Enjoy your vacation.

In his boundless grace, God took the opportunity to remind me that rest is good, and that this season, in all of its seemingly aimless wandering, is a gift. Though there's not a lot of physical rest happening, I am being sheltered from dealing with the expectations - real or perceived - of myself and those around me. It's a time that I will probably look back on with sentiment and nostalgia as a time when I was being stripped, refined and prepared for my next position on the team. I think He was saying "Stop coming to practice while you're on vacation.You're doing enough.We're running pretty smoothly, but we'd still love to have you around. We're going to win whether you're on the court or not. So spend your days at the beach and your nights in the stands - that's where you belong right now. You will always be on the team."

So yesterday, I literally took myself to the beach. Right in the middle of the day. I set aside the to-do list that I save for my only two hours a week to myself, decided not to try to solve any problems or make any plans, and in the fullness of God's grace I sat there on the sand, alone. I didn't even bring a book. It was amazing. Not because I was at the beach, and not because I was alone, but because for the first time in forever, I felt like it was okay. It was okay to not try to accomplish anything. It was okay to not move forward. It was okay not to use the time to make myself smarter, or my house cleaner, or my life more efficient, or to contribute to the team. It was more than okay. It felt wild and crazy. Reckless. Kind of Thelma & Louisey. It was healing.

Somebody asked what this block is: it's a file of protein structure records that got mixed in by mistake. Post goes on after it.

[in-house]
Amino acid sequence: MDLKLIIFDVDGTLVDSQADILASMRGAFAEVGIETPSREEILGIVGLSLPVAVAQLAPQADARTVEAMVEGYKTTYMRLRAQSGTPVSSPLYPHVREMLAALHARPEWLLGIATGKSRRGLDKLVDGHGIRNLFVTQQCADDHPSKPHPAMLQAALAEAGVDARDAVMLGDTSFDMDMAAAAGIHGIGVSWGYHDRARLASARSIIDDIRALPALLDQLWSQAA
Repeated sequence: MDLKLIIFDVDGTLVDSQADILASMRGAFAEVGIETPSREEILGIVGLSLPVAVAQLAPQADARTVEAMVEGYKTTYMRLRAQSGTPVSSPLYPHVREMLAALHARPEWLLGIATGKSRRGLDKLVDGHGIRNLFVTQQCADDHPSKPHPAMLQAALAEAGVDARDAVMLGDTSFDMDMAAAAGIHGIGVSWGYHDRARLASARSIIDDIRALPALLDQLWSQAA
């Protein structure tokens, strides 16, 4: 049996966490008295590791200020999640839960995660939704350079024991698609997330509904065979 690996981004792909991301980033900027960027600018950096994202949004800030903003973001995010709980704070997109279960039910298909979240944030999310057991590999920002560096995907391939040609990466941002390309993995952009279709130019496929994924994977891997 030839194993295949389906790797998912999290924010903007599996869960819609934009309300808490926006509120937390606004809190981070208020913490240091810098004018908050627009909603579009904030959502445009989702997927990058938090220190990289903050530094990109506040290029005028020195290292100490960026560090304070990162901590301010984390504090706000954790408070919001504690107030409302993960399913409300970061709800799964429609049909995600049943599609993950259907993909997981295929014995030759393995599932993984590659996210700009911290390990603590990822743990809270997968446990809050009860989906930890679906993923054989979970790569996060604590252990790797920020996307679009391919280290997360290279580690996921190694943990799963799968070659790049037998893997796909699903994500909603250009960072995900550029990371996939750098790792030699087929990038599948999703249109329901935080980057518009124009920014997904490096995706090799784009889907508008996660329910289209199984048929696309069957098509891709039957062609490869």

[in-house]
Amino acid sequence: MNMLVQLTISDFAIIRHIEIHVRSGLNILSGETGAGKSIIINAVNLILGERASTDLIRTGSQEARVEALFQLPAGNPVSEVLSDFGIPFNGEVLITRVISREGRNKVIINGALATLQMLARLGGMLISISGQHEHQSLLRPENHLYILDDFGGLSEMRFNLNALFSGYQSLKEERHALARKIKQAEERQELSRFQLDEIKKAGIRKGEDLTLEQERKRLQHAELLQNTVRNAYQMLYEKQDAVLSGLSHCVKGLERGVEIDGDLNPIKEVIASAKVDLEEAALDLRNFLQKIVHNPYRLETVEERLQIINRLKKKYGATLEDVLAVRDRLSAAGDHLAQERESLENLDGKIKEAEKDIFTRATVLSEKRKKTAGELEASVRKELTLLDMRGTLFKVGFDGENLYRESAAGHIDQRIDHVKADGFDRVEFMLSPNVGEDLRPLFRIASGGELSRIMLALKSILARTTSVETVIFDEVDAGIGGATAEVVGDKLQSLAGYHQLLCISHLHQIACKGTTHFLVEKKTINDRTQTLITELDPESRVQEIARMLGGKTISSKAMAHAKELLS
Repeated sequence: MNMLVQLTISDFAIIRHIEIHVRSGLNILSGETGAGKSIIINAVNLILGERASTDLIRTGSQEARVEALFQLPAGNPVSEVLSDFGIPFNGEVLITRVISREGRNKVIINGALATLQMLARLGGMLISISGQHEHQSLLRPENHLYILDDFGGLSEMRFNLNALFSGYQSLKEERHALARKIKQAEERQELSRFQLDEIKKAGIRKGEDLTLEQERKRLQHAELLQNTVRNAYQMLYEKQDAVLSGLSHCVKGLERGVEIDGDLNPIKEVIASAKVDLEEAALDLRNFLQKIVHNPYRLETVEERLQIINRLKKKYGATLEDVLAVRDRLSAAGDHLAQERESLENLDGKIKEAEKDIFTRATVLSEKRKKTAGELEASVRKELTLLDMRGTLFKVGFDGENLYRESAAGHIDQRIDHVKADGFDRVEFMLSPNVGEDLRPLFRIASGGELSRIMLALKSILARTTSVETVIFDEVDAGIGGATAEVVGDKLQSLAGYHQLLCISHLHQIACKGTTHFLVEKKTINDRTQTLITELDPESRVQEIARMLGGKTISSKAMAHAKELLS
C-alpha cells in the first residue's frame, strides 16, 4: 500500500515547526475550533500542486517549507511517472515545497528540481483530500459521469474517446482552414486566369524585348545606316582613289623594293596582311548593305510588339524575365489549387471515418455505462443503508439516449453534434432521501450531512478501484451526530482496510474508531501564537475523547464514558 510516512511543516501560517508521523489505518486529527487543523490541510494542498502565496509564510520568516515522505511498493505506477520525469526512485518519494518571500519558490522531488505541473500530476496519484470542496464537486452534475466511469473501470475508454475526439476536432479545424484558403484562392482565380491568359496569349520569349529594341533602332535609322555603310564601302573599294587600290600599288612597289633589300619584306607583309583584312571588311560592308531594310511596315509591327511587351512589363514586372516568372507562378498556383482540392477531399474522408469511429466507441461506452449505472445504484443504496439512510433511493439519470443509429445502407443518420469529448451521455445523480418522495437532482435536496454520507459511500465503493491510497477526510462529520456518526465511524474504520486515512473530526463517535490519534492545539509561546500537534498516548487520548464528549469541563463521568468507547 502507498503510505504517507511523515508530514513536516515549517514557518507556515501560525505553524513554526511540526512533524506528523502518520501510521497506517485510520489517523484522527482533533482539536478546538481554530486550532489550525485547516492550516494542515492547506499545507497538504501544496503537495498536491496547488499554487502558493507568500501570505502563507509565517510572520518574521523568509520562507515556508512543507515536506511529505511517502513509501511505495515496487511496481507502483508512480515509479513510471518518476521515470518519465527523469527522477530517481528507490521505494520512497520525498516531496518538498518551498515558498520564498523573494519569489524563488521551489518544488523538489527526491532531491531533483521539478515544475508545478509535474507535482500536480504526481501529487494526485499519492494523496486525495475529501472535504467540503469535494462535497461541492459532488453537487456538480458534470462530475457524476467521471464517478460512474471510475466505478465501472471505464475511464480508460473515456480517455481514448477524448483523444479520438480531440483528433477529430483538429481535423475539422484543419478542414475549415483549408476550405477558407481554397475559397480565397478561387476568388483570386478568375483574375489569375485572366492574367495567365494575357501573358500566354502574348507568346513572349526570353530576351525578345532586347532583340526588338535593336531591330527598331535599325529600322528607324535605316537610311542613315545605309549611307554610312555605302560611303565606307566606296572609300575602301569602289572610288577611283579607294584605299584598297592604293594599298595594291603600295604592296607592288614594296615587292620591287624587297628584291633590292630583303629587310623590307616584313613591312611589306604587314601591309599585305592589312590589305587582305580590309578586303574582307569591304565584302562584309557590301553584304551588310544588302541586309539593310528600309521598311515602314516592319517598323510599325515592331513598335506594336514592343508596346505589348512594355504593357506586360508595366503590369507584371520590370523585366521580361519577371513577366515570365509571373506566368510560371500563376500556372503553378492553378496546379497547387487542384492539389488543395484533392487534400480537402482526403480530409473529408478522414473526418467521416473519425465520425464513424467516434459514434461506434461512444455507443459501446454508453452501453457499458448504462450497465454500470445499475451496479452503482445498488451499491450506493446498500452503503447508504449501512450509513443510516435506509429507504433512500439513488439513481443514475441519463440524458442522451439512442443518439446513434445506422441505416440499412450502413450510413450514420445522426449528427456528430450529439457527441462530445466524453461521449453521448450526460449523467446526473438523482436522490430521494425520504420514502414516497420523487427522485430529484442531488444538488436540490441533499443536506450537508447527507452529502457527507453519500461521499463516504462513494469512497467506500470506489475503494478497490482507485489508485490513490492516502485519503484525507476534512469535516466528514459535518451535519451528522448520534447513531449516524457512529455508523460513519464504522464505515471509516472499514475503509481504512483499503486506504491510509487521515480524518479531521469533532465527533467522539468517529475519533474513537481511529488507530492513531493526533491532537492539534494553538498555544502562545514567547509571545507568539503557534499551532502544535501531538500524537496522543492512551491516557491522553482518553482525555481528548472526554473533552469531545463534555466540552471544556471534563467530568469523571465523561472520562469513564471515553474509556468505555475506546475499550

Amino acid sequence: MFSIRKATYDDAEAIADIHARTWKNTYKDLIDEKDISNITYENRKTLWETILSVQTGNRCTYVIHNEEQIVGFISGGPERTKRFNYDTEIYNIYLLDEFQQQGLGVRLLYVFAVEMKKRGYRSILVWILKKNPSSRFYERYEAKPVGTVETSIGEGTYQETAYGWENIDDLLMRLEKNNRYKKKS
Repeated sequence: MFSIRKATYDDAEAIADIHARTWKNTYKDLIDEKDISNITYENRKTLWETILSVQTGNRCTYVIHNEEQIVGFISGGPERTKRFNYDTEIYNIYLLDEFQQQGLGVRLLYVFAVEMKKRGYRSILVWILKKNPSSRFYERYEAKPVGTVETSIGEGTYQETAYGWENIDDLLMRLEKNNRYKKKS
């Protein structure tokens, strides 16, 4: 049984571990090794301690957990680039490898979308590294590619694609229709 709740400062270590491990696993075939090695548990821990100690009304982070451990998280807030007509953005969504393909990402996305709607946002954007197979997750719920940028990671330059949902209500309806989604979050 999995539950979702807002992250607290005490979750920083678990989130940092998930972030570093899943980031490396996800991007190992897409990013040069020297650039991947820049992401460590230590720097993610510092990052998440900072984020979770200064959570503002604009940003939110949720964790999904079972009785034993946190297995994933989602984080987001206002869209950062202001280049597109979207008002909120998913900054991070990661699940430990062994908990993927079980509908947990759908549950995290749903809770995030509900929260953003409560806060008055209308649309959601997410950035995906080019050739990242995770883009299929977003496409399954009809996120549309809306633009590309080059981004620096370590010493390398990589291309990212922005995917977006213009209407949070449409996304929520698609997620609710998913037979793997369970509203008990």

My friend, I hope that you are also finding freedom in God's grace. And I hope that you have a community of grace like mine, who will call out your idols, point you to the Gospel, and pack your beach bag for you.